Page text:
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Nothing Special, Santa – Just What We Thought We Were Getting

Remember the excitement of the New York State Casino referendum?  We had discussion, editorials, public comments, and people taking sides.  The Yes one prevailed, with the shares of votes for legal non-Indian gambling houses largest in the areas that stood to get them.  Our county, Sullivan, where it was almost a foregone conclusion that one of the casinos would be sanctioned, topped the state with 76% approving, and areas near Monticello, its expected location, went over 80%. 

That was 25 months ago.  So where are we now?

As expected, a year later the New York State Gaming Commission approved a gambling Resort for Sullivan County.  They then said the winning Montreign Resort Casino at Adelaar would get its operating License by the end of 2015 at latest.

With only 13 days remaining, the license has not yet been issued.  And it does not look good for this year – since then the Commission has backed off on its self-imposed deadline, saying more recently only that “it is possible” that this formal authorization will be issued in 2015.  Meanwhile, only land clearing and some excavation has been completed on the site, and 100 construction-related workers of the over 1,000 expected have been on the job, as Adelaar’s financing, and with it the ability to build, is contingent on the license.  On December 13th Scott Samuelson, Sullivan County Legislature chairman, sent a letter to the commission’s executive director Rob Williams, citing “mounting frustration” and perceptions of “deep-rooted skepticism.”  Williams’s prompt response claimed that “there is no delay” and that the process for issuing the license was “on track,” but offered no new deadline and no explanation of why it has taken as long as it has. 

So what exactly are the problems with the license delay?  There are at least three.

First, it is delaying casino job creation, way beyond the missing 900-plus construction workers who would otherwise be onsite during what has been a snow-free and unusually mild December.  People hoping to be among the 1,200 working at the finished installation are also being put on hold, with any having plans to be on the job by, say, late 2017 (the state requires the gambling facility to be up and running within two years of license issuance) now needing to postpone them.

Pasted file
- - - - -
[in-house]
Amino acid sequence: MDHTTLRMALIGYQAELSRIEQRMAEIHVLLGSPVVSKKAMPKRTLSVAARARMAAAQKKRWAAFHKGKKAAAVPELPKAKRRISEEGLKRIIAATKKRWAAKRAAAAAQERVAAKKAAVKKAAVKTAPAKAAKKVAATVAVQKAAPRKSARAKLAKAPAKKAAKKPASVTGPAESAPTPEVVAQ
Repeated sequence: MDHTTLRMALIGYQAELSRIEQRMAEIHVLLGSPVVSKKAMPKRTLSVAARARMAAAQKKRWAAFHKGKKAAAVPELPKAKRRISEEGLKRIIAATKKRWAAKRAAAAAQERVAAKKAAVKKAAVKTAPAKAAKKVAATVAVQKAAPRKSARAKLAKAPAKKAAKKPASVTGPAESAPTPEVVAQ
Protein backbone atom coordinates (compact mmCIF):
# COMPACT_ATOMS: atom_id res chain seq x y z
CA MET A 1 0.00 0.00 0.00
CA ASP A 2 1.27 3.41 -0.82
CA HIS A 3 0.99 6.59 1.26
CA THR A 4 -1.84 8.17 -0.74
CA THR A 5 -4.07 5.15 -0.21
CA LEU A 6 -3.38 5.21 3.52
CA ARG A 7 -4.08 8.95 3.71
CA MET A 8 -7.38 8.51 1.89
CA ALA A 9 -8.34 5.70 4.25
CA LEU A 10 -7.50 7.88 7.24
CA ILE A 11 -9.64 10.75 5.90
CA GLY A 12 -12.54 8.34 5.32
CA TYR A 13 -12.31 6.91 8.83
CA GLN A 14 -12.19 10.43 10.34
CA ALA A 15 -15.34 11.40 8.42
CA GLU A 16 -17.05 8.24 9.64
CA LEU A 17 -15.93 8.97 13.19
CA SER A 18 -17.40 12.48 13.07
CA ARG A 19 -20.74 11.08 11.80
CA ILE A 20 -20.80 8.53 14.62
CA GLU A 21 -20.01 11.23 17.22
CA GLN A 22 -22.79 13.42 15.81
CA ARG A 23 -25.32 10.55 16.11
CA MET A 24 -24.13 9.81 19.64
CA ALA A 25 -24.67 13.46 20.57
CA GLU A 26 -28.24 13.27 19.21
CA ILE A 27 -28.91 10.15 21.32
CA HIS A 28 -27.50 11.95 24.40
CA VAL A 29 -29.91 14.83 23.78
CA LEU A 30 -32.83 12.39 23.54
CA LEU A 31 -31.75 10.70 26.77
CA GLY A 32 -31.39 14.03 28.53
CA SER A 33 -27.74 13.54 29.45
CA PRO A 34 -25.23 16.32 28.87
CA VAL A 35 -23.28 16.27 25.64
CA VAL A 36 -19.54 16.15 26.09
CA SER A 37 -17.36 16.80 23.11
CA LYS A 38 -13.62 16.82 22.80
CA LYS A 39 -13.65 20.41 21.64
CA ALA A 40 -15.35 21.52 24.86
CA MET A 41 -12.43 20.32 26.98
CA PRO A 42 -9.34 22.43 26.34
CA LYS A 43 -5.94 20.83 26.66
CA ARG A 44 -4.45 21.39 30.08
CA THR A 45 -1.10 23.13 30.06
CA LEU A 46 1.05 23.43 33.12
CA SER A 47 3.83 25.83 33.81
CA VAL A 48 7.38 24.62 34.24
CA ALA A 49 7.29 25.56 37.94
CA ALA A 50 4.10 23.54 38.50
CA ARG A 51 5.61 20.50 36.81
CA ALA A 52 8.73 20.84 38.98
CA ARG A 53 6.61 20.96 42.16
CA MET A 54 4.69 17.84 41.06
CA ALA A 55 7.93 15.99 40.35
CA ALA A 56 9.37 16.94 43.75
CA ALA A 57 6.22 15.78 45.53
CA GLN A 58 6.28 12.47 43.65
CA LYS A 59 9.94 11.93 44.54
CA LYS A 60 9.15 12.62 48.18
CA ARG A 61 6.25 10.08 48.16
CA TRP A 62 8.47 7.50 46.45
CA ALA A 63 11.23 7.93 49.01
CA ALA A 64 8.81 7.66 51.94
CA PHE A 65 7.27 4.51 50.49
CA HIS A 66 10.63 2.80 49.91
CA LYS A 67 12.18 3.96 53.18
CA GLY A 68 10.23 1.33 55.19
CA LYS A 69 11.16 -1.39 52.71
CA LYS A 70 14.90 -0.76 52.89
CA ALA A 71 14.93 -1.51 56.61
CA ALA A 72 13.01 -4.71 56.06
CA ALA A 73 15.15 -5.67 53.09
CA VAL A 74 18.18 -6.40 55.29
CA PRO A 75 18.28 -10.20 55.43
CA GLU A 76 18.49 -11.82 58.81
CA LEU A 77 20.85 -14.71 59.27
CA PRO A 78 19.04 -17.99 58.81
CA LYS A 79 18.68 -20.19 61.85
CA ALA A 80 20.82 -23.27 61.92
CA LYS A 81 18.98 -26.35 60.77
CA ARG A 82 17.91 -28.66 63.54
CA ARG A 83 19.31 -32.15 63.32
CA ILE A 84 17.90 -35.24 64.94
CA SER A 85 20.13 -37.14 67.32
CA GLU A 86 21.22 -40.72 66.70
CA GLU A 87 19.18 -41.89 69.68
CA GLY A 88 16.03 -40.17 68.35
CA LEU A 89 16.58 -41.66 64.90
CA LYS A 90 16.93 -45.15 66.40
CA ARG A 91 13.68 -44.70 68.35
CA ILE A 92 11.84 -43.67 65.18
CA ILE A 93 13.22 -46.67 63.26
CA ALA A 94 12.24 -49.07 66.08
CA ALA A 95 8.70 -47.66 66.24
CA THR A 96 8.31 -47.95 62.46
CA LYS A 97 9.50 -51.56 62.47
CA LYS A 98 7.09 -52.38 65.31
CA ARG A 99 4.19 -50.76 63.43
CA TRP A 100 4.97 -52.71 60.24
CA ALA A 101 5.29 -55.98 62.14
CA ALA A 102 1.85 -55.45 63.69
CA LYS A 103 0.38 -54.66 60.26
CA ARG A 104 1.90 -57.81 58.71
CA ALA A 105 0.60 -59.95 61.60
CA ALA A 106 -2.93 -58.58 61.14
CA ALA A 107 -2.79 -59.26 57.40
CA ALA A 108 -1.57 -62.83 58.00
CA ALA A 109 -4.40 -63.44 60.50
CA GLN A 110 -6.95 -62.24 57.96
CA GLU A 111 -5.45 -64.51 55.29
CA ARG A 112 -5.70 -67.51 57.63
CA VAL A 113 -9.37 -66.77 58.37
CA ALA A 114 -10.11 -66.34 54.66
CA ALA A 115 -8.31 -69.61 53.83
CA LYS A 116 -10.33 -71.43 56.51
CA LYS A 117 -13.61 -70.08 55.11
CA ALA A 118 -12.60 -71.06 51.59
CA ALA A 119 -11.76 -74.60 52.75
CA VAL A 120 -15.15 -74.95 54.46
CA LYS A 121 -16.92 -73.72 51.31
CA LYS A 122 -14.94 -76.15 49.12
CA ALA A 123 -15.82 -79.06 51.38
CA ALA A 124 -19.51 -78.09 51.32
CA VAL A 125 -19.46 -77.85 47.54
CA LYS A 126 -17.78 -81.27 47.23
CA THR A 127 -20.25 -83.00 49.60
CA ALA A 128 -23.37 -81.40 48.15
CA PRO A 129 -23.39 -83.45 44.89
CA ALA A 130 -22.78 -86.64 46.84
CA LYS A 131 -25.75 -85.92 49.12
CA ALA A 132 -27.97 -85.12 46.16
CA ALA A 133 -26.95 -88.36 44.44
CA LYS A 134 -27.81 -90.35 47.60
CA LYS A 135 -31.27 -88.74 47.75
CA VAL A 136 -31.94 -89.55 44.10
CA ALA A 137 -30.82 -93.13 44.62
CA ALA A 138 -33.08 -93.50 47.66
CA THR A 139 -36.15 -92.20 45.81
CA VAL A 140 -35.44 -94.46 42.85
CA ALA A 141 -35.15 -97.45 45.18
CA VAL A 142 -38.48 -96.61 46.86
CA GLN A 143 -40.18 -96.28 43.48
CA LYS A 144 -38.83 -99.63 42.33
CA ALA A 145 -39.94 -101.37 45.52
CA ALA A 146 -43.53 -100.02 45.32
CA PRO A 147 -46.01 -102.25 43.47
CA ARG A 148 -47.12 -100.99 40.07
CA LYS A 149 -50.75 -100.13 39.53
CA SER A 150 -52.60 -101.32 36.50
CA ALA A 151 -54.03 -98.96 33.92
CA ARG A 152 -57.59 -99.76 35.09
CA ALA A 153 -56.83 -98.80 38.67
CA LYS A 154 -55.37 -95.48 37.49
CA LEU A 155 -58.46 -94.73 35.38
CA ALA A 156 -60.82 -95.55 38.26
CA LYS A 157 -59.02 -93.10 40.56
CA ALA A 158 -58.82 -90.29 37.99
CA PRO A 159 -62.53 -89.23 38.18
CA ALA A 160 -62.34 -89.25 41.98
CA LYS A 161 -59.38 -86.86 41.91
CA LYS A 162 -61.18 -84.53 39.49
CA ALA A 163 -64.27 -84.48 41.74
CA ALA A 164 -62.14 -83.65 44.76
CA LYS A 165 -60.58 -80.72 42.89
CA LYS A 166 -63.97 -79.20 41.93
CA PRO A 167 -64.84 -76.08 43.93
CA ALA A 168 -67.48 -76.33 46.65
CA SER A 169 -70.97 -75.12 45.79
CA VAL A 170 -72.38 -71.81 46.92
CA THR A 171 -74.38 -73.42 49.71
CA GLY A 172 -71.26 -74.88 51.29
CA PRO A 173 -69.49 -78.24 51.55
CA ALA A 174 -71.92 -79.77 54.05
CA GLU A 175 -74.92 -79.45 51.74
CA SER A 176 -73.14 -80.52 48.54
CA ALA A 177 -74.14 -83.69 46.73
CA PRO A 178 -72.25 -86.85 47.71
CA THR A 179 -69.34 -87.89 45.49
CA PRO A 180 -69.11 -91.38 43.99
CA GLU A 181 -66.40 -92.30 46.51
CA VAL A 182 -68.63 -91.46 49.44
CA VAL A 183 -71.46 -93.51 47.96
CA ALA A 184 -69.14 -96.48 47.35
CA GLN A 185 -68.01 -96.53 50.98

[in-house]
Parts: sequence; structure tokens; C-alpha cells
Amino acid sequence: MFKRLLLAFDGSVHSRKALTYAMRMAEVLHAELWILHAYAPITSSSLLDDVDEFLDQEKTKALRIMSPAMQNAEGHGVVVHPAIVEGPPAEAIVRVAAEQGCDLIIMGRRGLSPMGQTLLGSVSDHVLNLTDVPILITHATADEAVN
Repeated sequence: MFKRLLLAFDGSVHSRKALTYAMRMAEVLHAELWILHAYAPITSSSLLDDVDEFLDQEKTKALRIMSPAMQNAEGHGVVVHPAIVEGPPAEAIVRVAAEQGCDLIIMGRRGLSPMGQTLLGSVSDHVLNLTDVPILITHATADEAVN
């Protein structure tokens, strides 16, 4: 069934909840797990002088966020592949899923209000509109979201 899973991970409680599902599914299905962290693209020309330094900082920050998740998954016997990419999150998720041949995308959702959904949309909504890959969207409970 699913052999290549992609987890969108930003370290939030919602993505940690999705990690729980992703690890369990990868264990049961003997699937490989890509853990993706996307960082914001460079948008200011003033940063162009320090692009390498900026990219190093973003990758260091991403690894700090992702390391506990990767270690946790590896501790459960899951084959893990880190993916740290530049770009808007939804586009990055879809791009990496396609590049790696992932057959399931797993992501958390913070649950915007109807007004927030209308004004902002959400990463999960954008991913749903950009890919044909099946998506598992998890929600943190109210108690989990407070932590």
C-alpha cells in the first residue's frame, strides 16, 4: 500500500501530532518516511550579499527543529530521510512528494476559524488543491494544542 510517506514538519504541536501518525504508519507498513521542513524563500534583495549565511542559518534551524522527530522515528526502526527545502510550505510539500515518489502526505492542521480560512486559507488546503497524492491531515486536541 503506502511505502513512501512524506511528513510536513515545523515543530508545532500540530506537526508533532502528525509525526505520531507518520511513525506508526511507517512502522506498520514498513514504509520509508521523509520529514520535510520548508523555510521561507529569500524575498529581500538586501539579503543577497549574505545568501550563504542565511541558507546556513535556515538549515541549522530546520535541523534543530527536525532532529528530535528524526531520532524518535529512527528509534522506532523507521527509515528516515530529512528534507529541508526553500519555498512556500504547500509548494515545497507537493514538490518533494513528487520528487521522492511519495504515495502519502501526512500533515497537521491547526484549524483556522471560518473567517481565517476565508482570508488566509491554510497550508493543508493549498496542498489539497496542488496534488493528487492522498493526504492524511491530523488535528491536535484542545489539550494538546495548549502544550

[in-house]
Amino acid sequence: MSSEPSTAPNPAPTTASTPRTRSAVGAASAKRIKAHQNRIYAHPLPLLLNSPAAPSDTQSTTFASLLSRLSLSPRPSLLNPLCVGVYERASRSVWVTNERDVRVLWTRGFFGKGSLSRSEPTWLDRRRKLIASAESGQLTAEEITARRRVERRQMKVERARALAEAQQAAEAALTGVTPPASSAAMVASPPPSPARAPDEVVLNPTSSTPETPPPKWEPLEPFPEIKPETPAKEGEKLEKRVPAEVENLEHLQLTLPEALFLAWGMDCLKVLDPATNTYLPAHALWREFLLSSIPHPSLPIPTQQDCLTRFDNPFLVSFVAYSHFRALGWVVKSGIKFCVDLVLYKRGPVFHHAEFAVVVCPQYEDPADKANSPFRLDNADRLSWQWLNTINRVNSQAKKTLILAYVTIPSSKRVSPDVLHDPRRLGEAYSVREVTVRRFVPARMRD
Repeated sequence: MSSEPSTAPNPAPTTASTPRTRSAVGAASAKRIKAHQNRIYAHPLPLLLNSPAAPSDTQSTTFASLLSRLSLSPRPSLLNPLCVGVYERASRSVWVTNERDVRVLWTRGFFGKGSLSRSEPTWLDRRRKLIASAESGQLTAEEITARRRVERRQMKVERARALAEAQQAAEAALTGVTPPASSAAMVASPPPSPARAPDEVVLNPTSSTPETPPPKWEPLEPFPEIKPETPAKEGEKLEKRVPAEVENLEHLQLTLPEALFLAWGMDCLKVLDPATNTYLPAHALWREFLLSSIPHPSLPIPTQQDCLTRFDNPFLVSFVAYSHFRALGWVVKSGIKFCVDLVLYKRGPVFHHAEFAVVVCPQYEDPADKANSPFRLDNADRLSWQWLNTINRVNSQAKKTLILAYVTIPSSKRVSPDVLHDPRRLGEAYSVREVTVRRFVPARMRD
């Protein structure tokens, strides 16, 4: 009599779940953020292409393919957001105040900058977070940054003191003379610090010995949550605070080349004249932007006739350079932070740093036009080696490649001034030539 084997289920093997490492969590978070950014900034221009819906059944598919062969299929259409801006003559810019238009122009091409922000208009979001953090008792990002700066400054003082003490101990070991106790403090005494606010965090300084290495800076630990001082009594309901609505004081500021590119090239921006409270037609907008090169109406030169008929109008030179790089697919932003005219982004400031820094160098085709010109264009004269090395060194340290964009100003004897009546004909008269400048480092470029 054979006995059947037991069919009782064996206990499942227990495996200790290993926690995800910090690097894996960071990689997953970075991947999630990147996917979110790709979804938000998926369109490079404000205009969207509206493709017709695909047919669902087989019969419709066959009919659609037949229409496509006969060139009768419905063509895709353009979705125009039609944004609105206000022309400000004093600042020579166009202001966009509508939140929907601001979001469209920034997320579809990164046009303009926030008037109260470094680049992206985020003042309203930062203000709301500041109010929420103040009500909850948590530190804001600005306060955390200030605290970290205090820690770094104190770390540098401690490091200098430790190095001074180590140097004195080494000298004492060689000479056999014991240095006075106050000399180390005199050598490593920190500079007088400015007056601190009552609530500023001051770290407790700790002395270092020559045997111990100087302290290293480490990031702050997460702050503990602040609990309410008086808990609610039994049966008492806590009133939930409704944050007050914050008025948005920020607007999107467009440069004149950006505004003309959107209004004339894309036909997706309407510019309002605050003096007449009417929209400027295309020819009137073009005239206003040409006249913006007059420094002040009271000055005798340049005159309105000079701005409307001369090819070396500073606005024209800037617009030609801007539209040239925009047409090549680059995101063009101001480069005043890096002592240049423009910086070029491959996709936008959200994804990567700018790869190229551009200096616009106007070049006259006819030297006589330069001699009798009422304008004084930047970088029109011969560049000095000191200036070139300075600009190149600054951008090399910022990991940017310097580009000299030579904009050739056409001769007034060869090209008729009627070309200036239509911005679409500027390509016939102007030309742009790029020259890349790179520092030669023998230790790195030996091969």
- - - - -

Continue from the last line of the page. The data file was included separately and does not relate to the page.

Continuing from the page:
Second, it is affecting many more potential and actual employers in the same way.  Businesses which planned for sales to those missing builders are not getting them.  Housing to accommodate new workers is not going up.  The parts of the Adelaar resort beyond the casino-hotel, previously expected to provide hundreds of additional positions, are also on hold.  The license delay is probably also a reason for the apparent lack of progress on and total lack of communication from the nearby Veria Lifestyle resort and wellness center for which ground was broken earlier this year, which would share many customers with Adelaar.  Overall, as State Senator John Bonacic put it, “the delay is hurting the economic vitality in Sullivan County.”
Third, as Samuelson said in his letter, people here are starting to wonder, right or wrong, if the casino will actually materialize.  From the Monticello restaurant owner saying that after “waiting, waiting, waiting” local residents are “losing hope,” to a Montreign parent company executive comparing the current situation to casino licenses having “been spoken about In New York state since the days of Nelson Rockefeller,” emotional effects are appearing.  There is little historical reason for locals to be optimistic, especially given the lack of substantive official communication, and there is no shortage of reasonable if possibly uninformed questions about the process.  For example, if the gaming commission spent a year vetting over 30 casino applicants, to the point where they asked each for $1 million apiece to defray its cost, why are they, as they have admitted, still doing background checks, and why does it take more than double that time to investigate only the changes since then for 4?  Is it possible that there are political conflicts, fueled by those who do not agree with the referendum’s outcome, involved?  If there is still uncertainty about which casinos should be sanctioned in other areas of the state, especially in the Finger Lakes region, why must the Catskills be tethered to that?  Why is the commission no longer willing to communicate a firm deadline?  If there is a specific reason for the licenses to be unavailable by the end of this year, why can’t they share it?

So Santa, here’s what we in Sullivan County want for Christmas:  One license for gambling at the already voted-in, vetted, welcomed, eagerly awaited, and ground-cleared Montreign Resort Casino.  We’ve worked for it, we’ve been solidly convinced we’re going to get it, and it will cost almost nothing.  In “Santa Baby,” Eartha Kitt challenged you by saying “let’s see if you believe in me.”  Unlike Eartha, though, we don’t need a yacht, a platinum mine, or even a ’54 convertible.  All we need is what we have already been promised.   

This post first appeared on Work's New Age, please read the originial post: here

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Nothing Special, Santa – Just What We Thought We Were Getting


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